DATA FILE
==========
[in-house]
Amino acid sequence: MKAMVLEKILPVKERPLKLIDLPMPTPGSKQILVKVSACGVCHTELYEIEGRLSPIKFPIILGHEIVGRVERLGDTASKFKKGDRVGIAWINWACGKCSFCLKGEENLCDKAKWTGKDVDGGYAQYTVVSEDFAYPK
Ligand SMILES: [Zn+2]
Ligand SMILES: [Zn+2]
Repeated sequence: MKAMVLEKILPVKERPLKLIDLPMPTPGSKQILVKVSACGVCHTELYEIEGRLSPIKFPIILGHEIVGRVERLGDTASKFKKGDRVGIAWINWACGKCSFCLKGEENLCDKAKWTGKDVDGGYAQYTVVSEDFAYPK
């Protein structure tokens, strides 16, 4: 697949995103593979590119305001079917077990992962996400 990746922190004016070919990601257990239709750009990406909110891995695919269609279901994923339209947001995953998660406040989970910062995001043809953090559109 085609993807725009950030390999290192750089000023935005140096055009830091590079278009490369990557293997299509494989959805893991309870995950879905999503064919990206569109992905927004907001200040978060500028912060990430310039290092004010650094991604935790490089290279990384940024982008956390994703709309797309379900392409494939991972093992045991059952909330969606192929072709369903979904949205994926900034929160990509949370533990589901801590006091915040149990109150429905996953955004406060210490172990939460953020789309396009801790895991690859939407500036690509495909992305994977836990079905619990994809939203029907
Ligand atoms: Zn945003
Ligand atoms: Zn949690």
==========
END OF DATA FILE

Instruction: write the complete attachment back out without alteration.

[in-house]
Amino acid sequence: MKAMVLEKILPVKERPLKLIDLPMPTPGSKQILVKVSACGVCHTELYEIEGRLSPIKFPIILGHEIVGRVERLGDTASKFKKGDRVGIAWINWACGKCSFCLKGEENLCDKAKWTGKDVDGGYAQYTVVSEDFAYPK
Ligand SMILES: [Zn+2]
Ligand SMILES: [Zn+2]
Repeated sequence: MKAMVLEKILPVKERPLKLIDLPMPTPGSKQILVKVSACGVCHTELYEIEGRLSPIKFPIILGHEIVGRVERLGDTASKFKKGDRVGIAWINWACGKCSFCLKGEENLCDKAKWTGKDVDGGYAQYTVVSEDFAYPK
């Protein structure tokens, strides 16, 4: 697949995103593979590119305001079917077990992962996400 990746922190004016070919990601257990239709750009990406909110891995695919269609279901994923339209947001995953998660406040989970910062995001043809953090559109 085609993807725009950030390999290192750089000023935005140096055009830091590079278009490369990557293997299509494989959805893991309870995950879905999503064919990206569109992905927004907001200040978060500028912060990430310039290092004010650094991604935790490089290279990384940024982008956390994703709309797309379900392409494939991972093992045991059952909330969606192929072709369903979904949205994926900034929160990509949370533990589901801590006091915040149990109150429905996953955004406060210490172990939460953020789309396009801790895991690859939407500036690509495909992305994977836990079905619990994809939203029907
Ligand atoms: Zn945003
Ligand atoms: Zn949690």